Delivering Confusion First?

So – it’s a week or so since the BBC announced its programme of cuts, ambitiously entitled Delivering Quality First. And perhaps the most noticeable aspect of the exercise – which will see 2000 staff lose their jobs – is that nobody appear to be “up in arms”. At least for now. That may change as the true impact of the cuts becomes apparent to the audience.

Yesterday I was personally involved in a bit of mis-reporting – not on my part, I should add. In my role as a rep for the National Union of Journalists I designed this leaflet for my colleagues to distribute to friends and family. By lunchtime The Guardian was reporting that staff were handing out the leaflets to visitors at my own workplace. Not true – but perhaps there’s no such thing as bad publicity?

The Guardian described it as the first “grass roots reaction” by staff – linking my publication to a quite separate one drawn up by workers at BBC Newcastle. Since this blog went to press the Guardian have corrected the inaccuracy. But it’s a key phrase, “grass roots”. And it’s just this kind of reaction that could eventually decide the future of Local Radio and other BBC services earmarked for the savings.

Unlike 6 Music, there are no station closures planned. But the reality is that significant parts of off peak output will no longer be local. That means less time to hold decision-makers and those in power to account – and, ultimately, fewer journalists and presenters to do the “grass roots” stuff – sifting through hefty agendas, cutting through press release spin. All at a time when commercial radio is doing less and less local news, and many local newspapers are suffering sharp declines in their circulation figures.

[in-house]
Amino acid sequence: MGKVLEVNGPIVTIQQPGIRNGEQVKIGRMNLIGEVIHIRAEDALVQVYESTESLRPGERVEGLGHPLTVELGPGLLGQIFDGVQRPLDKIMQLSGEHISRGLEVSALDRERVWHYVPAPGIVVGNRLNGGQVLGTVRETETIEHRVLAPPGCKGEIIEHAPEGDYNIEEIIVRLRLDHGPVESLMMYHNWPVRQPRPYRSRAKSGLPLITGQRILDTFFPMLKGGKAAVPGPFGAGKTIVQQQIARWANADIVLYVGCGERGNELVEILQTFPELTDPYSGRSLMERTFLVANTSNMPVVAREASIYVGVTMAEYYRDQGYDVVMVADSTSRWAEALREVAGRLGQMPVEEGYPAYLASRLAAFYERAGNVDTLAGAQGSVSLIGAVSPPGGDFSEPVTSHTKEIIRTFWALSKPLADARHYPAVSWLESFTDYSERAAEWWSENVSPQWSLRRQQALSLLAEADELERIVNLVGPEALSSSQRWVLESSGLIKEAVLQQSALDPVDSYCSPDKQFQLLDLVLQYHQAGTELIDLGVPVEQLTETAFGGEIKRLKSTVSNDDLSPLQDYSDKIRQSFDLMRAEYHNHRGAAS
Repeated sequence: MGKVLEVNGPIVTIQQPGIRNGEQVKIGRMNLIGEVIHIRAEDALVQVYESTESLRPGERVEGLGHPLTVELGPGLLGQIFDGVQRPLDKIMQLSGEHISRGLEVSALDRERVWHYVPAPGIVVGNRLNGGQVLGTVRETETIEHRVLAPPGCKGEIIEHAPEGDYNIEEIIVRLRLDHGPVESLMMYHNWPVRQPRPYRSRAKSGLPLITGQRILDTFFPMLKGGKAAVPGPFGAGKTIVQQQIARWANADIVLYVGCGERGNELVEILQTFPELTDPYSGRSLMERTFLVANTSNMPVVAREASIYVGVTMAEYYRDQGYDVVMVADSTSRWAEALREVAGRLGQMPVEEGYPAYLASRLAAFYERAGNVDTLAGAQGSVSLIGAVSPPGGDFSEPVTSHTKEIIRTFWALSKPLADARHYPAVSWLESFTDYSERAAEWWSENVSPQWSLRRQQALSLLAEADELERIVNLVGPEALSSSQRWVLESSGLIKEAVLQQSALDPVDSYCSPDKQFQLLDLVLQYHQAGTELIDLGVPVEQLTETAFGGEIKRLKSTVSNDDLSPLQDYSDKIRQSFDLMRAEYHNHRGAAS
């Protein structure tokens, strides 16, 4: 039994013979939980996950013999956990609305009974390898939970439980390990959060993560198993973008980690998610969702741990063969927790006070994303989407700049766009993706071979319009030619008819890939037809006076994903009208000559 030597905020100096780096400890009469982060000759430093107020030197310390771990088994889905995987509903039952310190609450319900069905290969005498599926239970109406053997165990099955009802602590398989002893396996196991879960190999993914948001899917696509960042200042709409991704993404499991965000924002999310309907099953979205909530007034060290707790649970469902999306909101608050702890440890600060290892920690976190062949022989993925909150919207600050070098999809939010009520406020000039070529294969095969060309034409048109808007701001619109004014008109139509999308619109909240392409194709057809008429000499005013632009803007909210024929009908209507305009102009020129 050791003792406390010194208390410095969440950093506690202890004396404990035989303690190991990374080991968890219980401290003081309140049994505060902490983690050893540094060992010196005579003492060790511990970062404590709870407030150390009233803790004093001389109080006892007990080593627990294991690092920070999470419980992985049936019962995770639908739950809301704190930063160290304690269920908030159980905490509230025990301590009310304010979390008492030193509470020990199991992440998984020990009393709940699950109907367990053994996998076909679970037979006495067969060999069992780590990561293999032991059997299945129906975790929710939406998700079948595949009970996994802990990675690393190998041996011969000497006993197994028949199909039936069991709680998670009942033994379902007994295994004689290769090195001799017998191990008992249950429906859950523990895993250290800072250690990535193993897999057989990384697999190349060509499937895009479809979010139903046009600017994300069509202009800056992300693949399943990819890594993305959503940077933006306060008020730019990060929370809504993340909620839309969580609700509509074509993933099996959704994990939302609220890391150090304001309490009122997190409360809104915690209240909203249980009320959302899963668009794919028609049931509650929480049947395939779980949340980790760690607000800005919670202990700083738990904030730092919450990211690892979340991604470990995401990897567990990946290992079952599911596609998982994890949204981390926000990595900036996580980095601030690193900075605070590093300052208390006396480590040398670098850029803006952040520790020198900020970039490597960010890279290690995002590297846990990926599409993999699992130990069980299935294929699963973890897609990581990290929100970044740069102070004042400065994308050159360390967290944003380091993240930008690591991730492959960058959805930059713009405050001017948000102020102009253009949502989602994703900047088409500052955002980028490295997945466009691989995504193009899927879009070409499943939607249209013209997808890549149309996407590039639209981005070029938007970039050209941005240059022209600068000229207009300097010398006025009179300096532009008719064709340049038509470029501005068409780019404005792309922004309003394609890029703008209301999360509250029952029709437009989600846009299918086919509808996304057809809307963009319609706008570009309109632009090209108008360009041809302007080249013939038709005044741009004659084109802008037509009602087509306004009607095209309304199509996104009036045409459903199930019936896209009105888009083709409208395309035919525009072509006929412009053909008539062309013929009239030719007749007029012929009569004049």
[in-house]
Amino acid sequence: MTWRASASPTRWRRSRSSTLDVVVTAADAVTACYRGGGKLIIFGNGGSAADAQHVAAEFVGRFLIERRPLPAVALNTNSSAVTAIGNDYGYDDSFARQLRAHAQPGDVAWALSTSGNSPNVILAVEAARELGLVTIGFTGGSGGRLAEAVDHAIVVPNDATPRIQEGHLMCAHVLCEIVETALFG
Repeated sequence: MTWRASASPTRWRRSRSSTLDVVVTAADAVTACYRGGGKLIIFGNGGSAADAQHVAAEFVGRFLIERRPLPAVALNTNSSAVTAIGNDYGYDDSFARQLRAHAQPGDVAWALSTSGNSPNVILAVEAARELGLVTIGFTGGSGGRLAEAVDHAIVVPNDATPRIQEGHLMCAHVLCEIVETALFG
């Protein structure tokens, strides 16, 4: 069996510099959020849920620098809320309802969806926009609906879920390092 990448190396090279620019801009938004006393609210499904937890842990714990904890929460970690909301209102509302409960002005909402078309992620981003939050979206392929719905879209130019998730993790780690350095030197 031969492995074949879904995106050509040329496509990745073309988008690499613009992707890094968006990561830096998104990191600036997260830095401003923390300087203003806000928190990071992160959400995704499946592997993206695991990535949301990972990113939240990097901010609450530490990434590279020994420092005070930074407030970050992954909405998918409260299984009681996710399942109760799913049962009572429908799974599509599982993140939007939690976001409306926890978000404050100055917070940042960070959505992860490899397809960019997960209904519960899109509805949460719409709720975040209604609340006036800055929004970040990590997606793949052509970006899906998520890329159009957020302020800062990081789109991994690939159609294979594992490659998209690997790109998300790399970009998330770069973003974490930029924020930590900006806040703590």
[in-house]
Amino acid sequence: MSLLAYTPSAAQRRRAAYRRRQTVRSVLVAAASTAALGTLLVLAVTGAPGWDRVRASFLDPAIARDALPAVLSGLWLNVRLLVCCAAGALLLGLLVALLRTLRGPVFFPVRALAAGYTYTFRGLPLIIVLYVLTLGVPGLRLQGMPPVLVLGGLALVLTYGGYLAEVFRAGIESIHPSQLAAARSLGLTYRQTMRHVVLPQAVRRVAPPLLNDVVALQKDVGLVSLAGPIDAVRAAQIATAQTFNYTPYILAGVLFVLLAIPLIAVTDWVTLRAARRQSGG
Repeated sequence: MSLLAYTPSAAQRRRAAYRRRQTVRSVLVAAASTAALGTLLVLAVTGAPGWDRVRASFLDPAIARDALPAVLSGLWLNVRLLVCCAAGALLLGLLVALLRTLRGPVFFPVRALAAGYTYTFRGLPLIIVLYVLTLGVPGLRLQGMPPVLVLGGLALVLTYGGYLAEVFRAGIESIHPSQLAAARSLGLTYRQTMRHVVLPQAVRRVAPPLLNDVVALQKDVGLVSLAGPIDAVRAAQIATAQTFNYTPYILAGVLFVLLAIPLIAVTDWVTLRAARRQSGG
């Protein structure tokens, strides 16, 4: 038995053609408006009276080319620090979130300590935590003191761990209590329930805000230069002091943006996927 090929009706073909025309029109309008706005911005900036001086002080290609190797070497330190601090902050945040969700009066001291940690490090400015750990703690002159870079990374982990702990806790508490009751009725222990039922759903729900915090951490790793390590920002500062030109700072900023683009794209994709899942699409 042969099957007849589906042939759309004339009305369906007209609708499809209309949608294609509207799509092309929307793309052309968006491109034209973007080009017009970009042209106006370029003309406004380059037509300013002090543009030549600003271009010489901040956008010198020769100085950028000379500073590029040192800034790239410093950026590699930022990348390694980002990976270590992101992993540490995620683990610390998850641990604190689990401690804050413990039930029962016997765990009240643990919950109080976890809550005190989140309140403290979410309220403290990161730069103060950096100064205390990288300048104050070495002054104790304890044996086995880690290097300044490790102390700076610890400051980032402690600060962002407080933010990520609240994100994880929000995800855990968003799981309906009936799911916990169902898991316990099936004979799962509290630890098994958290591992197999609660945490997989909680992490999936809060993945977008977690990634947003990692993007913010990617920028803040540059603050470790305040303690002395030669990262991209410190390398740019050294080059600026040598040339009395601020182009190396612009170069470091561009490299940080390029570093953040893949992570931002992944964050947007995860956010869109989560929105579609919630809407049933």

On that basis, it might be argued that people aren’t interested in local issues. Except that BBC Local Radio pulls in 7.2 million listeners per week – compared to Five Live’s 5.5 million. And it’s commonly said that BBC One’s 6.30 regional news shows have more combined viewers than any other news programme on any UK network.

Of course, the harsh reality is that savings have to come from somewhere. But the period between now and Christmas is effectively the only opportunity for the Licence Fee payers to have their say. Critics may deride the BBC Trust consultation as a token exercise. Yet the Trust has, in the past, shown that it reacts to audience opinion. It holds the BBC to account in the same way that Local Radio holds those decision makers to account. Each needs the other in a democratic society.

So whatever protests, organised campaigns and industry talking heads emerge in the next few weeks, there’s one thing that perhaps counts above all else. Grass roots.

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